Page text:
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Court Records in the State Archives


The New York State Archives holds over 10,000 cubic feet of records of trial and appellate courts, dating from the 1660s to the 1990s. The State Archives holds almost all surviving records of trial and appellate courts exercising jurisdiction throughout the colony and state of New York during the period 1665-1847. The State Archives acquires post-1847 records of certain appellate courts, including the State Court of Appeals and to a lesser extent, the Second (Brooklyn) and Third (Albany) Departments of the Supreme Court Appellate Division.

This pathfinder identifies the courts from which the State Archives has acquired records and discusses the most effective means of identifying and accessing the records of each.

Old State House, Albany, built 1835-1842

Court of Assizes (1665-1683)

The Court of Assizes for the Colony of New York was established in 1665 under the Duke’s Laws. It served as the colony’s high court until 1683, hearing major civil and criminal cases as both a court of original jurisdiction and a court of appeals. The court ruled on matters of equity when no applicable law existed. The court was comprised of the Governor and Council, but also included varying numbers of justices from courts throughout the colony. The court exercised both legislative and judicial powers.

Court of Assizes (1665-1863) finding aids 
Finding aids provide detailed information about individual record series held by the State Archives. Follow this link to read descriptions of records series that were created by or related to the Supreme Court of Judicature.

Court of Chancery (1683-1847)

The Court of Chancery existed in New York colony/state from 1683 to 1847. The court possessed jurisdiction in matters of equity rather than law. Equity is a body of doctrine and remedies designed to remove obstructions to justice resulting from the inability of the common-law courts to provide an adequate remedy for every type of grievance or claim. The court held exclusive jurisdiction in matters involving trusteeships, mortgages, mercantile law, women's property rights, and family property settlements.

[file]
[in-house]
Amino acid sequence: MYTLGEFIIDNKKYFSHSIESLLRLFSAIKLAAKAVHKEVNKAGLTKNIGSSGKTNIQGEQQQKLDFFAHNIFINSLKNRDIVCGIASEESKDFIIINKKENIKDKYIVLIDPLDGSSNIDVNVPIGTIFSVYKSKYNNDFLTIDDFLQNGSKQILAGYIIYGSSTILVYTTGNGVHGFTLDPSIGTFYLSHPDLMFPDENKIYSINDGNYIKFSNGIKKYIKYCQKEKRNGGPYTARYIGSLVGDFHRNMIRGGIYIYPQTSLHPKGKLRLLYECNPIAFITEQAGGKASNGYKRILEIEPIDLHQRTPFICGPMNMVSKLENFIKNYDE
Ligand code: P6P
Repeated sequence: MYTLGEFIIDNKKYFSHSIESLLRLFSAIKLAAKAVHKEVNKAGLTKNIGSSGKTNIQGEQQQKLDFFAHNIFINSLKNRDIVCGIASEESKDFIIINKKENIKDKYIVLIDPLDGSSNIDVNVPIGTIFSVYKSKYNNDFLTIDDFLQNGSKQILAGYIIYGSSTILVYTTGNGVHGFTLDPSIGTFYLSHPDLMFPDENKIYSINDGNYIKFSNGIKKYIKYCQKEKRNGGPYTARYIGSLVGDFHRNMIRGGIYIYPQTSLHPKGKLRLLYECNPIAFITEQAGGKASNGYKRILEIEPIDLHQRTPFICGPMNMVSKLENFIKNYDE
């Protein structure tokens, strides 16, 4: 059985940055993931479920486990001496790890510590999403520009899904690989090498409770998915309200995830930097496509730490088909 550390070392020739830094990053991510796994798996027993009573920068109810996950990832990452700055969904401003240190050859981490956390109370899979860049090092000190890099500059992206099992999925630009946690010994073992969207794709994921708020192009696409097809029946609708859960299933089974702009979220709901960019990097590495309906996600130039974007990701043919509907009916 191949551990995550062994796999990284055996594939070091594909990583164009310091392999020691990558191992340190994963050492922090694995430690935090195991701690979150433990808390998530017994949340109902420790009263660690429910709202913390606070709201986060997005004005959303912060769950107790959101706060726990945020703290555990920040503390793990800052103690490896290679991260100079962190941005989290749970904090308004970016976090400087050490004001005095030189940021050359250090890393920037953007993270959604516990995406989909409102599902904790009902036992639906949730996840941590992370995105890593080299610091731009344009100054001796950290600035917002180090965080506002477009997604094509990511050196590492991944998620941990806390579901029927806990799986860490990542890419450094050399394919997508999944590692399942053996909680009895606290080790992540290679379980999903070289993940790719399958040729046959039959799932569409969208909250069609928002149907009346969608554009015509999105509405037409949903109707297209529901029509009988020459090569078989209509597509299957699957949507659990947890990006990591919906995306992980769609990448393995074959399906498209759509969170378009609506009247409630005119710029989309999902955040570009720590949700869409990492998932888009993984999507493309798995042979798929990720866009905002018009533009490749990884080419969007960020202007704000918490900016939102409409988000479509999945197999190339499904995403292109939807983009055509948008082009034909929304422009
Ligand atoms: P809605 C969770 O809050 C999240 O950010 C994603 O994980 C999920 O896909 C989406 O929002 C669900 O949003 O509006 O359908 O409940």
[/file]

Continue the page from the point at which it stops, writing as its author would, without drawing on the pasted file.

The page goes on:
The Court of Chancery could assist the common-law courts in attaining a fair result and in enforcing its judgments by ordering specific performance of a contract, the appearance of witness or disclosure of evidence (by writ of subpoena), the discovery from a defendant of facts or documents (by bill of discovery), the prohibition of acts by a defendant injurious to a complainant (by writ of injunction), and compliance with a judgment of a common-law court. The Court of Chancery, unlike the common-law courts, did not award damages, except in limited circumstances.

Court of Chancery (1683-1847) finding aids
Finding aids provide detailed information about individual record series held by the State Archives. Follow this link to read descriptions of record series that were created by or relate directly to the Court of Chancery.

Supreme Court of Judicature (1691-1847)

The Court of Chancery existed in New York colony/state from 1683 to 1847. The court possessed jurisdiction in matters of equity rather than law. Equity is a body of doctrine and remedies designed to remove obstructions to justice resulting from the inability of the common-law courts to provide an adequate remedy for every type of grievance or claim. The court held exclusive jurisdiction in matters involving trusteeships, mortgages, mercantile law, women's property rights, and family property settlements.